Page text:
Why do I hate Logoport (aka Translation Workspace), part 2


Part 1 can be found here

As we have found in Part 1, Translation Workspace is a business model based on charging your suppliers for the privilege of working with you. It was never intended to act as a "real" CAT tool or tested as such. I don't think that TW developers have ever heard about such illusive ideas as productivity, ergonomics or user experience, and even if they have, they couldn't care less. The result is major usability flaws, which make Translation Workspace even better target for our devoted hatred. I wanted to make a numbered list, but I couldn't decide which flaw is the worst to put it on top, so it's unordered bullets.

  • Repetition handling. Surprisingly, Translation Workspace doesn't save a segment to TM immediately when you close it. I think it happens once in several minutes, so if your file contains considerable amount of reps, you'll have to retype them, use copy-paste or save the file before opening each repeated segment. Major waste of time.
  • More on repetitions. "Master" TM overrides your changes no matter what. It means, that if a segment is present in Master TM and occurs in a file more than once (imagine 20 instances), and you need to edit it, you'll have to go with retype, copy-paste or find and replace. In the ideal world, where nobody is hungry, everyone is using solar power, and can date Megan Fox or Johny Depp if they want to, Master TM would contain only perfect, thoroughly checked and approved translation units. In real world however (goodbye, Megan) Master TM is the legacy of the time, when nobody cared about localization for developing countries (Russia in my case), content was sourced to very cheap local sweatshops and published without any checks. Being a professional, you have no choice but to correct all that is wrong, so even more of your precious time goes to waste.
  • Stability. All facets of Translation Workspace are highly unstable on my scrupulously clean finely-tuned working system with the best broadband you can get (believe it or not, I can watch a 1080p movie from Netflix server on the other side of the world without any hiccups). Every 30 minutes or so Translation Workspace hangs. Sometimes for good, sometimes it returns to normal in 10+ minutes. And no, I am not the only one with this problem. Guess what it does to your precious time?
  • Latency. Moving between segments is always accompanied by a delay. It can be anywhere between several seconds and half a minute based on the server workload. Having delays like this for such a small packets of data is a major failure in the world of Telepresence and MOO shooters. This is bad for two reasons. First you loose ~2h per 1000 segments compared to any real CAT tool (This is big. 1000 segments may often correspond to ~2000 adjusted words which take approximately 4 hours to translate in a normal tool. 4h+2h=6h => ~50% overhead). The second reason is described in the next bullet.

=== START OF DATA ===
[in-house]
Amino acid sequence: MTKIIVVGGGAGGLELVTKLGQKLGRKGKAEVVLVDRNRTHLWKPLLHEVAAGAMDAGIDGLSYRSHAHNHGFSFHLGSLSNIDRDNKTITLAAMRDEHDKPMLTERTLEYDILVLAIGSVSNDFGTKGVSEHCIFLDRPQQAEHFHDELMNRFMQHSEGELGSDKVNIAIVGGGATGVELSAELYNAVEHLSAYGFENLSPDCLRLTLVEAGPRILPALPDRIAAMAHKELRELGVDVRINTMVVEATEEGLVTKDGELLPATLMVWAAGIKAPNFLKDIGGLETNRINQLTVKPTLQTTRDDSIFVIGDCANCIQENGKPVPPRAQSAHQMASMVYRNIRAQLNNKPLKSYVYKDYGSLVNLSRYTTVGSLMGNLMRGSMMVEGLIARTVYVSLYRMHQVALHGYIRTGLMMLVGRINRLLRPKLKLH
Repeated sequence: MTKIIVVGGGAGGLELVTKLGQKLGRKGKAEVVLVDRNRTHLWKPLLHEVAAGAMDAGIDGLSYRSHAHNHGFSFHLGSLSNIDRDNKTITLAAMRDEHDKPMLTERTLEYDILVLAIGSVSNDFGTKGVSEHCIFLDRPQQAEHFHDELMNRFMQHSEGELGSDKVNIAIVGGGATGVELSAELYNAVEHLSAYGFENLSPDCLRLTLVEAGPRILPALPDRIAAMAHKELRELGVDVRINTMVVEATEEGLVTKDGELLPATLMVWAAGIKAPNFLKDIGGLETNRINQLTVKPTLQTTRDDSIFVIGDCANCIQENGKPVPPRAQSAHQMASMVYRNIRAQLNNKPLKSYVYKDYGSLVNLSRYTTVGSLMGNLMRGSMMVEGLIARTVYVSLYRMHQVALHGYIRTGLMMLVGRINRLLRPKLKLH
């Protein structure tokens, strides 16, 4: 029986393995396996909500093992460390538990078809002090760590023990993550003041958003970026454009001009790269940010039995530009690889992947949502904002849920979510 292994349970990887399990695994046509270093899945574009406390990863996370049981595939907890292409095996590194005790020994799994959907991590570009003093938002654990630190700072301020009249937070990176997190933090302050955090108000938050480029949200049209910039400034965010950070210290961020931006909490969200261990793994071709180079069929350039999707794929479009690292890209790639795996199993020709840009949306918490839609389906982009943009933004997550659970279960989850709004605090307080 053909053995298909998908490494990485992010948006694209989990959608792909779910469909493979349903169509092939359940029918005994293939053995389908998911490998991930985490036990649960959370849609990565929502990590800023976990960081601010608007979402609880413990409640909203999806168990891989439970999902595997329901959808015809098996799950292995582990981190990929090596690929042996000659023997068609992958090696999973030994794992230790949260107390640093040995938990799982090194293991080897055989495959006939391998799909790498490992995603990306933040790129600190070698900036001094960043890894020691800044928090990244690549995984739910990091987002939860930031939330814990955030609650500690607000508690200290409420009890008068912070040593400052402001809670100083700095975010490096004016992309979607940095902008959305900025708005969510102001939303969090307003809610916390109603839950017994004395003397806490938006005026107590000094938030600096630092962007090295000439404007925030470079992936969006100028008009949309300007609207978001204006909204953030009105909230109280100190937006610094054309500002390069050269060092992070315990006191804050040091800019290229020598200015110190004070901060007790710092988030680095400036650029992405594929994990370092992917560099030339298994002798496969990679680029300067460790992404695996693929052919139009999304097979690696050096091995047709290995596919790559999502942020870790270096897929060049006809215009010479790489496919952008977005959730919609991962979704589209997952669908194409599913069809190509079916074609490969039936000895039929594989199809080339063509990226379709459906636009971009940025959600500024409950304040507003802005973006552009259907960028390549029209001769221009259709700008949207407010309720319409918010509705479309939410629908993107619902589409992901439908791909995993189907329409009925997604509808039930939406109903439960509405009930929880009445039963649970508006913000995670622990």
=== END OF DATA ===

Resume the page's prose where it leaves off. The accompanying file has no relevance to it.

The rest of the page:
• Pop-ups. Lots of pop-ups. Obviously, the process of translation implies strong concentration. Open the segment -> Type your translation -> Place tags if needed -> Move to a next segment > Go on. Carefully set up hotkeys, no pauses, no distractions. For experienced translators it develops into a meditative state of mind, in which one almost completely ignores the external irritants, which may include TV, construction work outside or your wife saying something about supper or taking away the garbage. Loosing this concentration is painful, and that's exactly what happens when continuity the process is interrupted by a pop-up window. "Are you sure that you are freaking sure sure?" Pop-up when you move tags in a fuzzy TU, pop-up when you're closing a segment with different spacing around a tag, pop-up when "new segment is coming from TM" whatever that means, pop-up for no-specific-reason-just-for-the-fun-of-it, etc. I haven't used Logoport for a while, so this list may be incomplete. Anyway you work slower, and guess what, waste your time.
  • XLIFF editor doesn't support any export. Yes, it's true. Not only poor souls have to buy Logoport, they actually must work in it. No choice at all.
  • Various minor, but still irritating bugs. For example, hotkeys may just stop working for reason unknown. It can be solved by restarting the application, but given the exhaustive five-step login process, it converts to even more time waste.

No big conclusion here, sorry. Just one thing: time is money; everyone who wastes your time is as good as thief and should be treated as such. Feel free to post your experiences here, I am sure I have omitted something.



Just wanted to let you guys know, that I have added Feedburner — supposedly "smarter" subscription/feed service — to this humble collection of rants.

Feed URL:

It provides seamless one-click subscription for pretty much any reader, sparing a few moves, so make yourself at home and hit the fancy  button on the right.